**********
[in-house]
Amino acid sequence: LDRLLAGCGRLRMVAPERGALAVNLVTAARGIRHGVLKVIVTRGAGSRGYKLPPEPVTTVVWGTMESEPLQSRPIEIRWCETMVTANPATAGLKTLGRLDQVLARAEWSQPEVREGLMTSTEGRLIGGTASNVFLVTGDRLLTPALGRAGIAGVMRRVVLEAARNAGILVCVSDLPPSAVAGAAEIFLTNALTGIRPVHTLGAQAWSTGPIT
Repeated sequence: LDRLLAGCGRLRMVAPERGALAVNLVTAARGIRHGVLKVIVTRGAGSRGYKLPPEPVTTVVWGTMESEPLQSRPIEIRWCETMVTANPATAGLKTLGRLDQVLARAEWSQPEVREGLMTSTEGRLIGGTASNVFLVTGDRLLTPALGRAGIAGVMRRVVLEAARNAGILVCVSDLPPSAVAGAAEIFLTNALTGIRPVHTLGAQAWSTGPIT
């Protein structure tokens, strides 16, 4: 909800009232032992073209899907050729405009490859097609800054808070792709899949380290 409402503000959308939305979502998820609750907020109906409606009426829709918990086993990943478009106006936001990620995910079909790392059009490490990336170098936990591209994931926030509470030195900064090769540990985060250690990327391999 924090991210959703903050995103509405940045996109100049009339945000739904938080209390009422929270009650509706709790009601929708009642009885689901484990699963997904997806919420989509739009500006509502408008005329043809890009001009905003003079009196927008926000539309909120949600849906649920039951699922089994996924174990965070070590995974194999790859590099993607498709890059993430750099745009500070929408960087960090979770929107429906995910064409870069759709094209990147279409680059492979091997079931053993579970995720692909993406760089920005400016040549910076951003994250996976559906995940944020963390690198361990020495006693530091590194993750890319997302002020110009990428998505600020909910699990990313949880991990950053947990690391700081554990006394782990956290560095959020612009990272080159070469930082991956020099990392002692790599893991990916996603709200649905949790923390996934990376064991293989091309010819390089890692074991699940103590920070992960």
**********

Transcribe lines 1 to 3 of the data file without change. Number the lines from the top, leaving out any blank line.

[in-house]
Amino acid sequence: LDRLLAGCGRLRMVAPERGALAVNLVTAARGIRHGVLKVIVTRGAGSRGYKLPPEPVTTVVWGTMESEPLQSRPIEIRWCETMVTANPATAGLKTLGRLDQVLARAEWSQPEVREGLMTSTEGRLIGGTASNVFLVTGDRLLTPALGRAGIAGVMRRVVLEAARNAGILVCVSDLPPSAVAGAAEIFLTNALTGIRPVHTLGAQAWSTGPIT
Repeated sequence: LDRLLAGCGRLRMVAPERGALAVNLVTAARGIRHGVLKVIVTRGAGSRGYKLPPEPVTTVVWGTMESEPLQSRPIEIRWCETMVTANPATAGLKTLGRLDQVLARAEWSQPEVREGLMTSTEGRLIGGTASNVFLVTGDRLLTPALGRAGIAGVMRRVVLEAARNAGILVCVSDLPPSAVAGAAEIFLTNALTGIRPVHTLGAQAWSTGPIT